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Expert Says Many Russian Companies Sceptical About Focusing on Ethics

Few companies face as big a “green challenge” as the pit of the Udachnaya Diamond Mine in the Sakha republic.

The attempt to teach ethics can be said to have failed spectacularly if it is measured by the behavior that led to the global financial crisis that erupted in 2007. French professor at Audencia Nantes School of Management, Dr. Andre Sobczak, associate dean for research, told Mark Gay that social and environmental responsibility should have deep roots, and be a part of a company's central strategy if it is to have a lasting impact.

MT: Does the discussion of corporate and social responsibility, or CSR, penetrate a bit deeper into the psyche of executives? All those ethics courses did not make much difference to the financial crisis, did they?

One of the problems with ethics courses is that they suggest that you as an individual must have a certain type of behavior even if it goes against the economic interest of the company. Our approach is to say that because you pay attention to new social needs and trends, you will be able to develop new products and services and create stronger relationships with communities and your employees, which you will be able to measure financially.

MT: Which Russian companies do you work with?

For the moment it is easier to approach large Russian companies. We have projects with RusHydro and UralSib. We are also looking to work more with small and mid-sized enterprises, or SMEs. We are working with a network that brings together leaders of SMEs who are working on religious values.

We found in western France that a lot of the SMEs that are active in the field of social responsibility have leaders who share Catholic values and from a research point of view it could be interesting to see if there is a link between the personal values of the CEO and the management of the company. Big companies comply with regulations but small companies have more to do with personal values.

MT: Do you find Russian executives to be more skeptical about CSR than executives in France, for example?

In many Russian companies, it is seen as charity. They are doing things with local organizations or giving money to charities but this is not the core of CSR. Even in France maybe only 5 percent of companies really embed CSR at the heart of their strategy.

MT: You said that companies must work not just with charities but also with civil society. How do you sell that idea to Russian companies?

The biggest problem for companies, whether in France, Germany, in Europe or the U.S. is that in order to find new solutions to different challenges it is important to work with people who think differently and who defend different points of interest. So you see more partnerships between companies and civil society. French companies create partnerships with the World Wildlife Fund or environmental nongovernmental organizations when they are creating new products in order to reduce the carbon footprint.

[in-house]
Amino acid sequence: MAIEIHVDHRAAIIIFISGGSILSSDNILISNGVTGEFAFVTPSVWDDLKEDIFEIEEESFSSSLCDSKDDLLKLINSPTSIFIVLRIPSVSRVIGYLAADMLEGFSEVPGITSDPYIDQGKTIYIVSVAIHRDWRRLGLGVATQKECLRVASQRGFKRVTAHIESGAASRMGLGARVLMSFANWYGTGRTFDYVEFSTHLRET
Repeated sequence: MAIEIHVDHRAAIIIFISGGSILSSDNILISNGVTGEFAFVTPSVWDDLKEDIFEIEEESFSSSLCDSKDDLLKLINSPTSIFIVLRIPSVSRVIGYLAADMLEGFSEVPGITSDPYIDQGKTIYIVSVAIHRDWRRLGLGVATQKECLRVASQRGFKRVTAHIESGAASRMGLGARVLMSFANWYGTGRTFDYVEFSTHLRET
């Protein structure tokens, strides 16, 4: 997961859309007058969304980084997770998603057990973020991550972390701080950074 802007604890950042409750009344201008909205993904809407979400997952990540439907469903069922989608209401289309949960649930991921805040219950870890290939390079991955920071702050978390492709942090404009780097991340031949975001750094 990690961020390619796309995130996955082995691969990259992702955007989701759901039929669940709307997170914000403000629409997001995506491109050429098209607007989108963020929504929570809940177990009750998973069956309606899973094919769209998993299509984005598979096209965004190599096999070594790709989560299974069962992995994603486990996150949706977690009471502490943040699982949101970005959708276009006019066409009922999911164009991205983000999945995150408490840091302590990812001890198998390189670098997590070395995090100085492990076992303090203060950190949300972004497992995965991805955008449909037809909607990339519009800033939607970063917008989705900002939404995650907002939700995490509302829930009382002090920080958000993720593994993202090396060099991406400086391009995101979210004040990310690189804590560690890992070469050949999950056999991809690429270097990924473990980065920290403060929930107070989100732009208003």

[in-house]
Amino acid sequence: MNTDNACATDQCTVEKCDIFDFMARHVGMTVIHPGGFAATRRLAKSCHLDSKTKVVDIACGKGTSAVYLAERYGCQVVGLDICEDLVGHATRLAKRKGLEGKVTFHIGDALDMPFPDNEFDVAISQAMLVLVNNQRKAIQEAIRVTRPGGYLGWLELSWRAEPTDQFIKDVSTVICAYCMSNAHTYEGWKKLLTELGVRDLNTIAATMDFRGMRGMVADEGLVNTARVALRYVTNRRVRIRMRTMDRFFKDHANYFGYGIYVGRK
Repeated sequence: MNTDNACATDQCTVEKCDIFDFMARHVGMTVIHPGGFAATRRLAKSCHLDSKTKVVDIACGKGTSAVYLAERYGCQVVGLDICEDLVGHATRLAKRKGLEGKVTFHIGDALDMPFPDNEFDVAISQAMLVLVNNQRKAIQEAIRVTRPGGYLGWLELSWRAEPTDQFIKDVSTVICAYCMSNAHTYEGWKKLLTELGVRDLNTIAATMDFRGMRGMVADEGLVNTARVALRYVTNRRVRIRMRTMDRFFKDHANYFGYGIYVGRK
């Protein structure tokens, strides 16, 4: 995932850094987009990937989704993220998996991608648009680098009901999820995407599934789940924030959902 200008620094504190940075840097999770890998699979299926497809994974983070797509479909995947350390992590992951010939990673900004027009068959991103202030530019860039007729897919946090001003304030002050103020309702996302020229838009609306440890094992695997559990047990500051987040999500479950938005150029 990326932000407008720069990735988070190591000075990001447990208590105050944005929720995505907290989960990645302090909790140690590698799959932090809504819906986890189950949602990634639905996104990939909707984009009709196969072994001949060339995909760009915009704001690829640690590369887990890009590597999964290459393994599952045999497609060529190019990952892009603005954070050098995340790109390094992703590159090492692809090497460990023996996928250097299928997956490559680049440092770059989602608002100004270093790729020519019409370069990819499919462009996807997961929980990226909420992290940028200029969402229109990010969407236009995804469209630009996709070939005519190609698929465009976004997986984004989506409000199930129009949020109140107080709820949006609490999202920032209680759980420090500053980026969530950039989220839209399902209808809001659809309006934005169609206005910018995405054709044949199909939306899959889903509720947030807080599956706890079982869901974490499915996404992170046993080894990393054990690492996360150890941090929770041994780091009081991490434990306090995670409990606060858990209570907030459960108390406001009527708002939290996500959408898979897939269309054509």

MT: If Russian companies were to work with NGOs, which areas would they find it profitable to explore?

Sometimes companies give their staff an amount of time to work in the NGO or to help it become more professional. For example, the accountant of the NGO goes once a month to help it become more professional. The accountant may develop new skills through having to explain processes to nonspecialists. He may find that he is then better able to explain accounting to colleagues within his own company, in the marketing department, for example.

MT: When the clothing factory burned down in Bangladesh, killing 2000 clothing workers, there was a global scandal but very few foreign companies that used the Bangladesh factory paid money towards the victims' families. Even in the face of terrible PR it was still not enough to make them change their business model.

Some European companies reacted by signing an agreement to change working conditions. What was interesting was they signed that agreement with international trade unions because there is a lot of debate about how to control and monitor the supply chain.

There is a lot of suspicion about external auditors because they are paid by the companies, come two days every two years, and local companies can arrange to hide the worst working conditions. The idea now is the trade unionists are constantly inside the companies and they can tell the multinational companies what is going on on the shop floor.

MT: The fact that the deal was with trade unions is probably why some big U.S. companies would not sign it as it conflicts with the philosophy of how they run companies back in the U.S. But Apple also had to deal with questions about its suppliers. How has Apple dealt with that?

It is a huge problem for them, and they have not reacted very well. They have said they would change some suppliers and monitor them more closely, but nothing that changes their behavior. Apple is not really transparent about corporate and social responsibility.

For example, in France, we had a huge initiative to measure the environmental impact of smartphones and all companies had to deliver information about the materials and chemicals used in phones, their energy consumption, for example. Now when you go to a shop you can compare the environmental impact of smartphones. Apple was the only company that refused to take part because they consider that their brand is strong enough to gain trust, and they do not want someone from outside having an influence on it.

I think they are very vulnerable now because a lot of people like Apple products because of the brand and they pay a premium for the product. If they decide that the brand is just marketing, and begin to question what is behind it, will the consumer stay with the brand over the long run?

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